, Volume 47, Issue 1, pp 21–37 | Cite as

Between Plenitude and Responsibility: Notes on Ethics and Contemporary Literature

  • Eugenio BolongaroEmail author


This article moves from the observation that one of the key characteristics of contemporary Italian fiction is a preoccupation with ethics and more specifically with the issues raised by the “ethical turn” in contemporary philosophy and theory. Current literary criticism, it is argued, has been slow to respond to the ethical dimension of these narratives whose innovative and important cultural contribution has yet to be fully appreciated. It is therefore necessary to develop a keener sensitivity to the ethical discourses developed in these literary texts, but this can only be achieved by first confronting some fundamental questions about the relationship between ethics and literature today. The answers to these questions make it possible to elaborate an initial conceptual framework that can re-orient reading and enable the critic to respond adequately to the ethical issues raised in and by the narrative. Accordingly, in this article the author proposes to explore from a theoretical perspective the relationship between ethics and literature in the context of the historical and philosophical predicaments of contemporary society. The discussion is divided into two parts: the first is devoted to an exploration of contemporary ethical thinking, and the second on the contribution that literature can make to that thinking. In the first part, the author proposes an approach to ethics based on the virtue tradition which, since Aristotle, has defined ethics as the search for "the good life." This tradition, however, is transformed through an engagement with the work of Gilles Deleuze and Immanuel Levinas. From Deleuze the author draws the idea that the good life is one devoted to pursuing human plenitude through the multiplication of connections and intensities. From Levinas, on the other hand, emerges a powerfully haunting description of an ethical life marked by absolute responsibility for and obligation to the other. These two seemingly opposed views are not construed as irreconcilable and contradictory but rather as vectors which keep opposing tensions in check and ultimately define a necessary negotiation between the desire for human plenitude and the acknowledgement of responsibility for other human and non human life. Ultimately my argument is that such tensions establish the ethical terrain in which contemporary narratives seek to intervene. In the second part of the article, the nature and possibilities of such an intervention are explored through six theses which provocatively articulate the relationship between literature and ethics. The cornerstone thesis is that literature is an encounter. Each subsequent thesis endeavours to develop this initial assertion and explore its consequences. The theses are accompanied by a gloss which unfolds its meaning and significance: the answers that the given thesis provides but also the questions that it raises. Together, the theses provide a heuristic framework for a literary criticism sensitive to ethical issues and therefore capable of grappling with the important cultural work carried out in fictions that have struggled to receive the recognition they deserve.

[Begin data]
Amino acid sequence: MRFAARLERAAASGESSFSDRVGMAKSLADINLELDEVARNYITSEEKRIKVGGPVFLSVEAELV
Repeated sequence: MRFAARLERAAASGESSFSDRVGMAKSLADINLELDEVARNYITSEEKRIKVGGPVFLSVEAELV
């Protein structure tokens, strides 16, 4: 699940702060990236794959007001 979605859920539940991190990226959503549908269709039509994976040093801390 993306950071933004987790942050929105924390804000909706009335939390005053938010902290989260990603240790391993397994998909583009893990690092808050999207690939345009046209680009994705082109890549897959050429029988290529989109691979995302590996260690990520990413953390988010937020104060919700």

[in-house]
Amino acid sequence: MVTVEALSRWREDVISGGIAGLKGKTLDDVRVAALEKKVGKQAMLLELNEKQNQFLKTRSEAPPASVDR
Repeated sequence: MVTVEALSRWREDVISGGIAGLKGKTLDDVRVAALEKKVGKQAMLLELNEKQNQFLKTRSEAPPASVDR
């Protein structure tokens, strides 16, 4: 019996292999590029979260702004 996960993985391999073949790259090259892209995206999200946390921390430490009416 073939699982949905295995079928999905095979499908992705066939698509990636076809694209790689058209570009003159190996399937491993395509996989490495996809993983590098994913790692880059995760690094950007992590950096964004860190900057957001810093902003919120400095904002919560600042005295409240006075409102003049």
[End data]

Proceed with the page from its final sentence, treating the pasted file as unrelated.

Ethics Literary theory Contemporary fiction Italian literature Comparative literature 


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© Springer Science+Business Media B.V., part of Springer Nature 2018

Authors and Affiliations

  1. 1.Department of Languages, Literatures, and CulturesMcGill UniversityMontrealCanada

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